Moore Park is home to many great things – green spaces, sports fields, an entertainment precinct, a golf course, an international athletics track and an equestrian centre. But did you know it was also home to a zoo?
Australia’s first zoo was set up in 1848 in Hyde Park, Sydney, operated by the Australian Museum. However only lasted two years before (bizarrely?) it was “presented” to two publicans of the Sir Joseph Banks Hotel, Botany Bay.
An advertisement at the time boasted that this relocated menagerie featured “…a real Bengal Tiger, a Black Bear of the Himalaya Mountains, and an Ape of extraordinary size and appearance”. Read more here.
Moore Park Zoological Gardens
After a failed attempt by the NSW Government to establish a new ‘official’ zoo at Watsons Bay, in 1879 the Zoological Society was formed (prior to this, it existed as the ‘Acclimatisation Society’, and its primary role was to import English birds and distribute them in various locations around Sydney).
In 1883, the Sydney City Council granted the new Zoological Society “permissive occupation” of an area of Moore Park, known as Billy Goat Swamp (where Sydney Girls’ High School now stands), for the purposes of establishing a public zoo. The zoo originally covered 7½ acres but grew greatly over the years.
Charles Moore, then director of the Sydney Botanic Gardens and member of the Zoological Society, laid out the Zoological Gardens. It included a bear pit and an elephant house!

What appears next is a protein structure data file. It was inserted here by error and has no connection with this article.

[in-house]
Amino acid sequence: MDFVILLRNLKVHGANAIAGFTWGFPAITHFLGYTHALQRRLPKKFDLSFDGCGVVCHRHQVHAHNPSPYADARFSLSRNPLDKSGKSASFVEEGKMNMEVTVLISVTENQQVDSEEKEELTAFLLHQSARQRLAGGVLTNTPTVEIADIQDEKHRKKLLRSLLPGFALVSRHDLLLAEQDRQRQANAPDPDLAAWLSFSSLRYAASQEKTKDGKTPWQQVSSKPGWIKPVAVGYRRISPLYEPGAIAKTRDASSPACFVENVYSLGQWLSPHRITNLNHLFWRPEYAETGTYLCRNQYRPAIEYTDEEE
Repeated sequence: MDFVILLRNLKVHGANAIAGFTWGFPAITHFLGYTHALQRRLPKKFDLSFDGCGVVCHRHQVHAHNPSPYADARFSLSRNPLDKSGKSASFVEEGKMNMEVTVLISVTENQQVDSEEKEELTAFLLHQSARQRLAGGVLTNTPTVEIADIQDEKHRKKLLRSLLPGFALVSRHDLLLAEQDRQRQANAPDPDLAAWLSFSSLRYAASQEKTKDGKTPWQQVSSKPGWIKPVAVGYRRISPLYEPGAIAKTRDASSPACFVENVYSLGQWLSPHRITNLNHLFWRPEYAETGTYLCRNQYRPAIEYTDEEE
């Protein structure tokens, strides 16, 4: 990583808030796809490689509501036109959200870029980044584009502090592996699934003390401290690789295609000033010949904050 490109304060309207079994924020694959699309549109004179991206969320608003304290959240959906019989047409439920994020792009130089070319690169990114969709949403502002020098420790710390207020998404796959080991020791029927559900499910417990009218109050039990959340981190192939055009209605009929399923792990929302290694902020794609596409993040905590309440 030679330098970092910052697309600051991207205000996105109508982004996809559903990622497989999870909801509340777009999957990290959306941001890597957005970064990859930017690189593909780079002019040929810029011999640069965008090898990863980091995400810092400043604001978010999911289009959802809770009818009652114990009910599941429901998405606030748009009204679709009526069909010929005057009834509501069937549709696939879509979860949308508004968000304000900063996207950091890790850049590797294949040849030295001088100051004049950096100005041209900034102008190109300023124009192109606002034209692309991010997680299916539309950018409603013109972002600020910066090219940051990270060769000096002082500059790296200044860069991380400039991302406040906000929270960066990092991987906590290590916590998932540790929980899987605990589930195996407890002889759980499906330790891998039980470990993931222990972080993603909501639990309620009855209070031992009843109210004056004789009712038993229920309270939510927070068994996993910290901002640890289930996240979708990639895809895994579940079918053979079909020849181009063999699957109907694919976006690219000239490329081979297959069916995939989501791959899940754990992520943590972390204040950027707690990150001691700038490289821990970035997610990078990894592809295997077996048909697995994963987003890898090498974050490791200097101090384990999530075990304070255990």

A few bumps in the road to progress…
The Zoo was closed for six weeks in 1902, during an outbreak of bubonic plague, when the keeper and a number of animals contracted the disease. In September 1906 the Zoo council was sued under the Sunday Observance Act for opening on Sundays (the plaintiff, Edward Ballard, lost his case).
The zoo becomes too popular!
The Zoological Gardens became a popular recreational venue and increased visitors to Moore Park. However by 1910 Moore Park Zoo was deemed to be too small and Taronga Park in Mosman was chosen as a new location.
In July 1916, Moore Park Zoo ceased to exist when the Trustees of Taronga Park took over responsibility for all the employees and animals (believed to be 177 animals and 329 birds).
Just another fascinating piece of history from Centennial Parklands. You can actually still see the remains of the original bear pit today within the grounds of nowadays Sydney Girls High School (see image here).